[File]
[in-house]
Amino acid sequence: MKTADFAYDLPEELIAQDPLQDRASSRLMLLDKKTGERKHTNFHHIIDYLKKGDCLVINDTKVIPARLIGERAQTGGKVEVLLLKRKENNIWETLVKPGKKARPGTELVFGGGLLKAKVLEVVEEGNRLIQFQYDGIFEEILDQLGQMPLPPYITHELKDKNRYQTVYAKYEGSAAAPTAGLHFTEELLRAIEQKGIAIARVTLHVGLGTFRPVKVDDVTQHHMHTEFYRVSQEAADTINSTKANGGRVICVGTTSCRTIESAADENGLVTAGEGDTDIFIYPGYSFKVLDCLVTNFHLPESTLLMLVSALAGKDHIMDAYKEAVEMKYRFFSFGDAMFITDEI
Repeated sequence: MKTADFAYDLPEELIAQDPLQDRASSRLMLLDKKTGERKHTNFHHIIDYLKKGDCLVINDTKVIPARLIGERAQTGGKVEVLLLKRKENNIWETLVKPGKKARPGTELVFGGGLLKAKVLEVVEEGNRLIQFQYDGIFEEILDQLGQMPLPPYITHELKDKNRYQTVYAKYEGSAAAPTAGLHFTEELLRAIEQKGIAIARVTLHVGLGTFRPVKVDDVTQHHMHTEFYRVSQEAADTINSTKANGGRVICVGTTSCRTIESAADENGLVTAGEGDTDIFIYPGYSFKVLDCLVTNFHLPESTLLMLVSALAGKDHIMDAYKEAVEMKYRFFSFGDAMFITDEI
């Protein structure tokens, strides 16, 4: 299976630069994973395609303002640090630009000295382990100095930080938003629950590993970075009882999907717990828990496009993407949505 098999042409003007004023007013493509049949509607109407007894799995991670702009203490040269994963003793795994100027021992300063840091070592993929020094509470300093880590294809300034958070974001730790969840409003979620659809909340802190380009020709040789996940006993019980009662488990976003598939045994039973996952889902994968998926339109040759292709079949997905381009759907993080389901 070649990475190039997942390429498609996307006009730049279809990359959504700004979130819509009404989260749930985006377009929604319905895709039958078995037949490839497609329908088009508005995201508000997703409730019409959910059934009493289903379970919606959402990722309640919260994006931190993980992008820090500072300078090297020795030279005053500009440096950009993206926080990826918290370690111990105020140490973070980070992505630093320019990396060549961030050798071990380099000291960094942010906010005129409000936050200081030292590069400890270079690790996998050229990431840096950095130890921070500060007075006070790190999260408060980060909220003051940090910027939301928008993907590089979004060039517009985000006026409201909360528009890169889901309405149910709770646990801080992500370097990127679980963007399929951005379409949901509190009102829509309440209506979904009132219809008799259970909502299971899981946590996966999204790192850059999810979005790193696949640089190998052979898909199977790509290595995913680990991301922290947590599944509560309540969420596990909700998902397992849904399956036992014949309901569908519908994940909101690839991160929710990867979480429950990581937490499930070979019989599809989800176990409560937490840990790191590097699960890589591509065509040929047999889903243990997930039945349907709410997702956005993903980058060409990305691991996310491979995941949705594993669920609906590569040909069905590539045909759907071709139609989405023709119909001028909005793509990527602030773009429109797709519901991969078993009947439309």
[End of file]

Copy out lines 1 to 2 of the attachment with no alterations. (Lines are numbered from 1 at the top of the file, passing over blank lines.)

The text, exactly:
[in-house]
Amino acid sequence: MKTADFAYDLPEELIAQDPLQDRASSRLMLLDKKTGERKHTNFHHIIDYLKKGDCLVINDTKVIPARLIGERAQTGGKVEVLLLKRKENNIWETLVKPGKKARPGTELVFGGGLLKAKVLEVVEEGNRLIQFQYDGIFEEILDQLGQMPLPPYITHELKDKNRYQTVYAKYEGSAAAPTAGLHFTEELLRAIEQKGIAIARVTLHVGLGTFRPVKVDDVTQHHMHTEFYRVSQEAADTINSTKANGGRVICVGTTSCRTIESAADENGLVTAGEGDTDIFIYPGYSFKVLDCLVTNFHLPESTLLMLVSALAGKDHIMDAYKEAVEMKYRFFSFGDAMFITDEI